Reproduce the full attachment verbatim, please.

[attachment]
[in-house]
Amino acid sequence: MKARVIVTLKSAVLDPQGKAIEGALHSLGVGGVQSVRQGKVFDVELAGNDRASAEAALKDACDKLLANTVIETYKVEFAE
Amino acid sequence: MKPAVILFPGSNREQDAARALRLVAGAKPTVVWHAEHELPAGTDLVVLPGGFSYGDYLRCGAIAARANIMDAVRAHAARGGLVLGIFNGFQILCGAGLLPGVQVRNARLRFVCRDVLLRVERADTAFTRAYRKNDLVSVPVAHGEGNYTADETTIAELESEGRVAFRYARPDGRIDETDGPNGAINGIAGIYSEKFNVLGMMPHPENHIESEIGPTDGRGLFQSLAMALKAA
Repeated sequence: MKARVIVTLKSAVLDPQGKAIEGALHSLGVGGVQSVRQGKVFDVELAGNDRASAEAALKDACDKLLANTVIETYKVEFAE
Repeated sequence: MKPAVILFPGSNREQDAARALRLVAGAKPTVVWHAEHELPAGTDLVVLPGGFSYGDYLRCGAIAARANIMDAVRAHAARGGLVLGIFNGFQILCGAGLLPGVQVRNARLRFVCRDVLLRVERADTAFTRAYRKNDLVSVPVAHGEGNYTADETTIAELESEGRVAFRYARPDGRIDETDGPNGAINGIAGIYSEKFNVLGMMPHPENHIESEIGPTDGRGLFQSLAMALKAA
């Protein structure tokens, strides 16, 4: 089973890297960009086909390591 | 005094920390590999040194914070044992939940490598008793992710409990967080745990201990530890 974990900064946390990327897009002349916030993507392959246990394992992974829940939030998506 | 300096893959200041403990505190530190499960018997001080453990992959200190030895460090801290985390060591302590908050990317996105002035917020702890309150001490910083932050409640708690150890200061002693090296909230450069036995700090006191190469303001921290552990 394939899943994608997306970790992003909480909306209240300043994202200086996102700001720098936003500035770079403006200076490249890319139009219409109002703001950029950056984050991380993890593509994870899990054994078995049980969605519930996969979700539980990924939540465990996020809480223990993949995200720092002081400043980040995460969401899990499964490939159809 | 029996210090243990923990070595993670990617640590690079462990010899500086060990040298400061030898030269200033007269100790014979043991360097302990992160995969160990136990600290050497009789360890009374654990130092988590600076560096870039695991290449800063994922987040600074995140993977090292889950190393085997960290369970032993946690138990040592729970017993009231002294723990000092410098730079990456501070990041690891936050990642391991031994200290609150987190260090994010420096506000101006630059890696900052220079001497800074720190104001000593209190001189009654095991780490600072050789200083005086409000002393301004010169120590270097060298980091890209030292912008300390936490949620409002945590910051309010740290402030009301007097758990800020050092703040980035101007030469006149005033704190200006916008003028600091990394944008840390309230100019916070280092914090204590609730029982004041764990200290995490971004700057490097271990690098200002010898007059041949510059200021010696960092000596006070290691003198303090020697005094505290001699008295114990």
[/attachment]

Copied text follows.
[in-house]
Amino acid sequence: MKARVIVTLKSAVLDPQGKAIEGALHSLGVGGVQSVRQGKVFDVELAGNDRASAEAALKDACDKLLANTVIETYKVEFAE
Amino acid sequence: MKPAVILFPGSNREQDAARALRLVAGAKPTVVWHAEHELPAGTDLVVLPGGFSYGDYLRCGAIAARANIMDAVRAHAARGGLVLGIFNGFQILCGAGLLPGVQVRNARLRFVCRDVLLRVERADTAFTRAYRKNDLVSVPVAHGEGNYTADETTIAELESEGRVAFRYARPDGRIDETDGPNGAINGIAGIYSEKFNVLGMMPHPENHIESEIGPTDGRGLFQSLAMALKAA
Repeated sequence: MKARVIVTLKSAVLDPQGKAIEGALHSLGVGGVQSVRQGKVFDVELAGNDRASAEAALKDACDKLLANTVIETYKVEFAE
Repeated sequence: MKPAVILFPGSNREQDAARALRLVAGAKPTVVWHAEHELPAGTDLVVLPGGFSYGDYLRCGAIAARANIMDAVRAHAARGGLVLGIFNGFQILCGAGLLPGVQVRNARLRFVCRDVLLRVERADTAFTRAYRKNDLVSVPVAHGEGNYTADETTIAELESEGRVAFRYARPDGRIDETDGPNGAINGIAGIYSEKFNVLGMMPHPENHIESEIGPTDGRGLFQSLAMALKAA
């Protein structure tokens, strides 16, 4: 089973890297960009086909390591 | 005094920390590999040194914070044992939940490598008793992710409990967080745990201990530890 974990900064946390990327897009002349916030993507392959246990394992992974829940939030998506 | 300096893959200041403990505190530190499960018997001080453990992959200190030895460090801290985390060591302590908050990317996105002035917020702890309150001490910083932050409640708690150890200061002693090296909230450069036995700090006191190469303001921290552990 394939899943994608997306970790992003909480909306209240300043994202200086996102700001720098936003500035770079403006200076490249890319139009219409109002703001950029950056984050991380993890593509994870899990054994078995049980969605519930996969979700539980990924939540465990996020809480223990993949995200720092002081400043980040995460969401899990499964490939159809 | 029996210090243990923990070595993670990617640590690079462990010899500086060990040298400061030898030269200033007269100790014979043991360097302990992160995969160990136990600290050497009789360890009374654990130092988590600076560096870039695991290449800063994922987040600074995140993977090292889950190393085997960290369970032993946690138990040592729970017993009231002294723990000092410098730079990456501070990041690891936050990642391991031994200290609150987190260090994010420096506000101006630059890696900052220079001497800074720190104001000593209190001189009654095991780490600072050789200083005086409000002393301004010169120590270097060298980091890209030292912008300390936490949620409002945590910051309010740290402030009301007097758990800020050092703040980035101007030469006149005033704190200006916008003028600091990394944008840390309230100019916070280092914090204590609730029982004041764990200290995490971004700057490097271990690098200002010898007059041949510059200021010696960092000596006070290691003198303090020697005094505290001699008295114990």